To add a space for thought then, in a favorite thinking chair, by not bringing anything else with you but your mind and pen and paper . . . yeah, you could call it boredom but really it’s foreplay.





Note: This is part of the What creators do series, where I look to people who are creating something meaningful in the world for inspiration and tips  and pass them along to you.

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Taking adventure back (going old style)

I say we take adventure back to its earlier meaning. Today it’s a lark in a water park.

I say it’s not an adventure unless you can get hurt. Physically, emotionally, financially. Hazard is involved. Fortune and misfortune come into play. Bones can be broken! Lives can be ruined! Hearts can be ripped asunder. 

Otherwise it’s just entertainment. Entertainment is grand and good, but adventure is where the current of life is. 

If you’ve been hurt  physically, emotionally, financially  then you’ve swum in the current. If you’ve known triumph, then you’ve swum in the current.

Adventure is asking her out, the one who palpitates your heart. She could deny you. Or she could augment you.

It is your start up, your practice, your commitment, your going at it again today  even when your yesterdays have not yet born fruit.

Adventure is setting off on a journey without known end. It is where every meaningful thing is.

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Gentling myself

Gentling — you may have heard the term in reference to horses. It’s a humane method for training.


I realized today when I was reviewing my daily practices — specifically one related to creative time — that I’ve been gentling myself. And it’s been working wonders.


Though I haven’t quite attained certain daily targets relating to my creation time of late, I’m gentle with myself, acknowledging the ground gained, even if it’s small ground. With gentleness I’m better at picking up the next day and going further.

What’s surprising  when you gentle yourself  is how eager you are to overfulfill your own expectations for yourself.

Have you seen this in a child? When you gush trust that they’ll gain mastery — when they’ve faltered at something — they fairly fall over themselves to fulfill that trust.


It’s the same when I gentle myself. I am no different than children and horses.

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The first rule of cooking

I was breakfasting with Dave Beck, an innovative chef who was talking about how he loves diving into his fridge and pantry and then dreaming up a meal based on what he finds.

Is this not also exactly the first rule of life?!

First rule of cooking: Work with what you’ve got. 

~ Dave Beck



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Note: Part of the What creators do series.

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How to help when someone is in the hospital (part two, in essence)

With Ann’s recent hospitalization we witnessed grace in action, through the many steps others took to be there for Ann and our family.

Since there’s a ‘naming and shaming’ aspect to this culture, it’s only appropriate that I do a little  ‘naming and faming’ here. 

Here’s how you can help when someone is in the hospital (as shown by example for us this past week):

Show up in the morning with trail mix and snacks, toothbrush and toothpaste, with your sassy self persona turned on. Then do it again later for good effect. (Laura Walter, you minx. Ann survived the hospital food because of you.)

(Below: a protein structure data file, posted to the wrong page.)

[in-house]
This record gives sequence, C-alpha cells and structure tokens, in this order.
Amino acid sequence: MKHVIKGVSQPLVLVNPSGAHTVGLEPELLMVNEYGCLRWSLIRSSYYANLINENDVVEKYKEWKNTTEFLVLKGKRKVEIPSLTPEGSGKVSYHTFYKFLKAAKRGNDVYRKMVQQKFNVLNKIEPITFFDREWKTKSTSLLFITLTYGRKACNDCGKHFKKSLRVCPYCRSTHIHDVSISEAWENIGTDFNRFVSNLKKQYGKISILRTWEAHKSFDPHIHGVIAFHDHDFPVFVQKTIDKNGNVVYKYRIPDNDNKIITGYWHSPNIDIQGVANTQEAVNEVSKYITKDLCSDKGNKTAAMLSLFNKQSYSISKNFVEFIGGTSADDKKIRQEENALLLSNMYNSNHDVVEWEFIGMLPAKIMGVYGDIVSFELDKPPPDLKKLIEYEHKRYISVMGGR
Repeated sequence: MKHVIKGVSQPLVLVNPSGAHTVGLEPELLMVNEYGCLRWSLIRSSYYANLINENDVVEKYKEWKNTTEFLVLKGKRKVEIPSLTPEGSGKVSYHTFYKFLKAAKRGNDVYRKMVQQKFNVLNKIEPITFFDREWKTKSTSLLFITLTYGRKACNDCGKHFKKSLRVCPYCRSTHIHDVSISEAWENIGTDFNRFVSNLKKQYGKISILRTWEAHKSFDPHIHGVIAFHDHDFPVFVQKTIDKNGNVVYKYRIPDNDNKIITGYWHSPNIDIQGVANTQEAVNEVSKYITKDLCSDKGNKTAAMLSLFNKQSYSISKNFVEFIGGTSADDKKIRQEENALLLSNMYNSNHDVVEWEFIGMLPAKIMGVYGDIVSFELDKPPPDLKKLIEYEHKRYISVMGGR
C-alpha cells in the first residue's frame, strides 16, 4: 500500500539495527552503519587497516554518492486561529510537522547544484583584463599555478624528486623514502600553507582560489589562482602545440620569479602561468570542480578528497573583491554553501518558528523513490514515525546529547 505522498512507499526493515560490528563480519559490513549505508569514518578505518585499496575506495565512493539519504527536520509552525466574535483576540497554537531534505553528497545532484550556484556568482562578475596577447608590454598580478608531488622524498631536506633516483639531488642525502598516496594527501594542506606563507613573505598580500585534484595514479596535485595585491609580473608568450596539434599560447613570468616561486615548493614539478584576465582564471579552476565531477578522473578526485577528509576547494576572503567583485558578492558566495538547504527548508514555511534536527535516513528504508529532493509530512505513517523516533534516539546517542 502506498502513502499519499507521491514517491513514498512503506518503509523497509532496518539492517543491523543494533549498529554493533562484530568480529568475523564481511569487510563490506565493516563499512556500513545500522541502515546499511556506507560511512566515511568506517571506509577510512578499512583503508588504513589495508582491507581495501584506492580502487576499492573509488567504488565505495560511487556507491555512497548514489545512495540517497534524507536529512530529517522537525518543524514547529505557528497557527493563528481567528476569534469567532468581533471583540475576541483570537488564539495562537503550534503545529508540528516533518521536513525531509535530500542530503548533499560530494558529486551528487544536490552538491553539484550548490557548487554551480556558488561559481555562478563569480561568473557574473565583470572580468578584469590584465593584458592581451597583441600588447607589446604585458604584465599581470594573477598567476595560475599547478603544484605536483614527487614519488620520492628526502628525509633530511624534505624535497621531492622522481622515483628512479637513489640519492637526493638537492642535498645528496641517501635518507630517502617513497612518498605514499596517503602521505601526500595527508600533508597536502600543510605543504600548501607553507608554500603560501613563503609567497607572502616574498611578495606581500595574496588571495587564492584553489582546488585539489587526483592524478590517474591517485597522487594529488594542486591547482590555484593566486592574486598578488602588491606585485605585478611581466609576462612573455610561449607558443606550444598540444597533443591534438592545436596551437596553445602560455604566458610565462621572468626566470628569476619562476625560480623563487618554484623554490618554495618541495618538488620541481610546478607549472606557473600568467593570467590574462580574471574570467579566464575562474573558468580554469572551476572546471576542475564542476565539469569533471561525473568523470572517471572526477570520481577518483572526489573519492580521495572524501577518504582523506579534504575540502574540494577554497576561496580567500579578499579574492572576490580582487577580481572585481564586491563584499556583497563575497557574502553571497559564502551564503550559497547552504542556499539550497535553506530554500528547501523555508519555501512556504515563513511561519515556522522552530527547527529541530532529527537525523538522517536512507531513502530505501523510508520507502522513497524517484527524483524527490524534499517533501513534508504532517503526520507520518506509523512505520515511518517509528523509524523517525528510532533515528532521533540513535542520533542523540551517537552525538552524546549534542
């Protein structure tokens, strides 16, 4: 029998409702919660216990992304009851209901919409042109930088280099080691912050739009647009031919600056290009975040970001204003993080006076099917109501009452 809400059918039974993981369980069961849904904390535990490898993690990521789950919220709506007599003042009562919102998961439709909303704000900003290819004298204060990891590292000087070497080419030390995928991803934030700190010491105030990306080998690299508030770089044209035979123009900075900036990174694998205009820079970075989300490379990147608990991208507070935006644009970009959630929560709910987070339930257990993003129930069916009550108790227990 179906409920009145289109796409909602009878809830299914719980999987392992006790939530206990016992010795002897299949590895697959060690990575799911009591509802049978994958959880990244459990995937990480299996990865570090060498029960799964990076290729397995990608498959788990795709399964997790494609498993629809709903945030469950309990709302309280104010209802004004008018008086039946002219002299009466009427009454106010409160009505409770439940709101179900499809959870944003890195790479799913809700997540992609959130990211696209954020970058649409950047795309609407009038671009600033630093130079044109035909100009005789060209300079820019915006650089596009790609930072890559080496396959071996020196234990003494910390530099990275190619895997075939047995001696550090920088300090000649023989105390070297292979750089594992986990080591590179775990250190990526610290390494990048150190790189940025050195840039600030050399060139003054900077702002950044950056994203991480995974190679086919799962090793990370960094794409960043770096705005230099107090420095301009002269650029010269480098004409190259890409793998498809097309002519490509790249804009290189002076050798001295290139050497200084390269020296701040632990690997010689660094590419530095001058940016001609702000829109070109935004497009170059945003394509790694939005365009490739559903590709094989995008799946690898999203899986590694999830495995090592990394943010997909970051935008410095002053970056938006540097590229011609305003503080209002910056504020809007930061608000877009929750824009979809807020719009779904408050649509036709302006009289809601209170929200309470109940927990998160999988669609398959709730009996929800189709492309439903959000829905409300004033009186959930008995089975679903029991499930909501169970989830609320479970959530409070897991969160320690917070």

Rush to the hospital the moment you hear the news, whip your hair band off and tie her hair back while you do your best to hold her up through the vomiting. (Yes you, Sue Bee Doo  the heroic Sue Brown-Gordon.) Then make her laugh laugh laugh. That’s hard to do after a heave ho, but not for you, you delightful one, not for you. 

Host the affected family’s child for a 24-hour play date on the weekend so the husband [me] can run the business between shuttling back and forth for hospital visits. (You two, the ever there Marc and Roseann Cherenson.) 

Pick right up where the magnificent Cherenson’s left off, and get that boy out on another play date pronto! (You slice of thoughtfulness, Susan McCluskey.)  

Show up as quickly as you can with your toddler in tow, bringing the most essential item for a hospital stay EVER: Antibacterial cleansing wipes. And mouthwash too. (You, fab Kelly Luchini, you who know the drill because you’ve been to too many hospitals in your life.)  

Call from out of state and lead her through a rollicking over-the-phone healing session. (Carolyn Cohen, you master healer, you gush the life force.)  

Call from across the state and lead her through solid old-fashioned Bible verses proclaiming her victory over affliction! (MomJo! We love you!) 

Invite the exhausted and addled husband [again, me] over for a nourishing meal  with energetic son in tow straight from play-date heaven. (If I were gay and 19th-century Mormon at the same time, you would be my sister husband Russell Kopit.)  

(Read part one here about Heidi, Russell’s wife: How to visit someone in the hospital.) 

Stop by with the finest casserole a man and his boy could ever hope for  comfort food beyond comforting. (My favorite T-chele: Michele Trzuskowski.) ( . . . . Sound it out.) (If you dare.) 

Call and email and connect with well wishes and prayers and offers to do whatever you can whenever needed. (You, my sweet sis, who called Ann often and raised her spirits every time. And you, my brother and sister-in-law, who connected daily and who’s family was ready to put their lives on halt so they could come help out at a moment’s notice  you raised my spirits every time. And you and you and you and you and you . . . and so many other yous . . . . you amazing phalanx of people who thankfully I didn’t need to call on because she got better! This included some of you, compassionate readers.) 

(With affection and appreciation to each and every one of you.)